Gasoline fuel is a major source of pollution, before and after it is burned in the automobile engine. From the time the fuel is refined, stored, pumped and transported, again stored until it is pumped into the fuel tank of the vehicle, the gasoline gives off unburned hydrocarbons (HC) into the atmosphere. Through the redesign of storage areas and venting systems, the pollution factor was diminished, but not eliminated, from the refinery standpoint. However, the automobile still remained the primary source of vaporized, unburned hydrocarbon (HC) emissions.
Fuel pumped from an underground storage tank is cool but when exposed to a warmer ambient temperature, will expand. Before controls were mandated, an owner might fill the fuel tank with fuel from an underground storage tank and park the vehicle for some time in warm area, such as a parking lot. As the fuel would warm, it would expand and should no provisions or area be provided for the expansion, the fuel would spill out of the filler neck and onto the ground, causing hydrocarbon (HC) pollution and creating a severe fire hazard. To correct this condition, the vehicle manufacturers added overflow plumbing and/or gasoline tanks with built in expansion areas or domes.
However, this did not control the fuel vapor emission from the fuel tank. It was determined that most of the fuel evaporation occurred when the vehicle was stationary and the engine not operating. Most vehicles carry 5-25 gallons (19-95 liters) of gasoline. Should a large concentration of vehicles be parked in one area, such as a large parking lot, excessive fuel vapor emissions would take place, increasing as the temperature increases.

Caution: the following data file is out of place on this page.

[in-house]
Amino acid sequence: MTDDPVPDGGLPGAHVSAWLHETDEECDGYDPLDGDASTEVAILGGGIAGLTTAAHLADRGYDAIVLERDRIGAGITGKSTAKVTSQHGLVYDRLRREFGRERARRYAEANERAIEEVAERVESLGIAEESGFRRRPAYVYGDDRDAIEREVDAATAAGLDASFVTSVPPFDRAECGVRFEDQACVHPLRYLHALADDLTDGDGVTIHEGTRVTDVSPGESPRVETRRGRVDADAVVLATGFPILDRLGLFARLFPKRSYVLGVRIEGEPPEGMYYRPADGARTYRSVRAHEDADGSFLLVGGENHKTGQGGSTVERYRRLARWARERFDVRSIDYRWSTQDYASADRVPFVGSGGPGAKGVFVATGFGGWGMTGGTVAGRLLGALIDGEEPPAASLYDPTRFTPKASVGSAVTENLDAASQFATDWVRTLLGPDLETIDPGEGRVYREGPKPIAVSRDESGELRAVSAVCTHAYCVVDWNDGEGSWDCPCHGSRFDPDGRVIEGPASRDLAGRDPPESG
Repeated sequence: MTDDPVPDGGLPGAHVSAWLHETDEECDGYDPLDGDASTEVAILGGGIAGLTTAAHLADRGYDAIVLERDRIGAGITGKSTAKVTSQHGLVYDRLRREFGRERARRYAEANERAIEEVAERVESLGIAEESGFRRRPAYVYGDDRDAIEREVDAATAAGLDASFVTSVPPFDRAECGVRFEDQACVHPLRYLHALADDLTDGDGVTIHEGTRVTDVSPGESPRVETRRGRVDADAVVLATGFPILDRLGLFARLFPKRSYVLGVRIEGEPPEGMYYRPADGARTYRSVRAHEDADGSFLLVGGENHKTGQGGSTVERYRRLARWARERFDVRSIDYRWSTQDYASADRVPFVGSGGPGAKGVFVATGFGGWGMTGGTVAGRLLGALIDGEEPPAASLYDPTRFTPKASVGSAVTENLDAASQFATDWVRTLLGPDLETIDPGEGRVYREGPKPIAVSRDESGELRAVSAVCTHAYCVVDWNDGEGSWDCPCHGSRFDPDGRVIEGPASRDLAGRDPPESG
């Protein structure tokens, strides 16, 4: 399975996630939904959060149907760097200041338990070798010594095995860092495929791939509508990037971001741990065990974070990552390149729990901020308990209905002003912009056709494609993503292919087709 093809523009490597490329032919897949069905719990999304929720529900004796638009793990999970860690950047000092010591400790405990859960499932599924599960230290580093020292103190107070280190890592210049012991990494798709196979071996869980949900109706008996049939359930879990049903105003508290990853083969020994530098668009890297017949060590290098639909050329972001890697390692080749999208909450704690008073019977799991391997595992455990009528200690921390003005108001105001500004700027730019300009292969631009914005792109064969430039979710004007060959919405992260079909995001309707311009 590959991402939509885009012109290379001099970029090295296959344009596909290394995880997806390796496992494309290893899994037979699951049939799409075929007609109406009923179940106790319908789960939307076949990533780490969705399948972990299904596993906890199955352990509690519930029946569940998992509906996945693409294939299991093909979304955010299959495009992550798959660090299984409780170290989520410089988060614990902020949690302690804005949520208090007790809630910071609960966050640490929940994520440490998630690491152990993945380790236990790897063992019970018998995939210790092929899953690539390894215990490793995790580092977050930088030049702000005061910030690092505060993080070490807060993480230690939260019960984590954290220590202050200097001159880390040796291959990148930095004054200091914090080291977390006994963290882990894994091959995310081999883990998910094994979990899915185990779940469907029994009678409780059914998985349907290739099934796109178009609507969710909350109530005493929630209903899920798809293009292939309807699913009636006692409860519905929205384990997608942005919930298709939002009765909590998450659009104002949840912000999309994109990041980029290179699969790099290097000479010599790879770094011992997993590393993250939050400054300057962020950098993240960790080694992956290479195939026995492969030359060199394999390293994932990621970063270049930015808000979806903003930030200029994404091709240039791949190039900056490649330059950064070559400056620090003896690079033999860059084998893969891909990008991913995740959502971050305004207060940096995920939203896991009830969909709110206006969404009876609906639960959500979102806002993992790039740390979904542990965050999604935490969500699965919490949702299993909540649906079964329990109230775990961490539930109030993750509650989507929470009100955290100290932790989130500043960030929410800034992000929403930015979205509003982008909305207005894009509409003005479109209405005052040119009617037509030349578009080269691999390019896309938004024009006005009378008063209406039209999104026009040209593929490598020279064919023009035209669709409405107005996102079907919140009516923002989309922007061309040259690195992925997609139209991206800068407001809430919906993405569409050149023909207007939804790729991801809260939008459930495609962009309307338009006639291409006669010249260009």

To prevent the vapor emission from escaping into the atmosphere, the fuel systems were designed to trap the vapors while the vehicle is stationary, by sealing the system from the atmosphere. A storage system is used to collect and hold the fuel vapors from the carburetor (if equipped) and the fuel tank when the engine is not operating. When the engine is started, the storage system is then purged of the fuel vapors, which are drawn into the engine and burned with the air/fuel mixture.
Changes in atmospheric temperature cause fuel tanks to breathe, that is, the air within the tank expands and contracts with outside temperature changes. If an unsealed system was used, when the temperature rises, air would escape through the tank vent tube or the vent in the tank cap. The air that escapes contains gasoline vapors.
The Evaporative Emission Control System provides a sealed fuel system with the capability to store and condense fuel vapors. When the fuel evaporates in the fuel tank, the vapor passes through the EVAP emission valve, through vent hoses or tubes to a carbon filled evaporative canister. When the engine is operating the vapors are drawn into the intake manifold and burned during combustion.
A sealed, maintenance free evaporative canister is used. The canister is filled with granules of an activated carbon mixture. Fuel vapors entering the canister are absorbed by the charcoal granules. A vent cap is located on the top of the canister to provide fresh air to the canister when it is being purged. The vent cap opens to provide fresh air into the canister, which circulates through the charcoal, releasing trapped vapors and carrying them to the engine to be burned.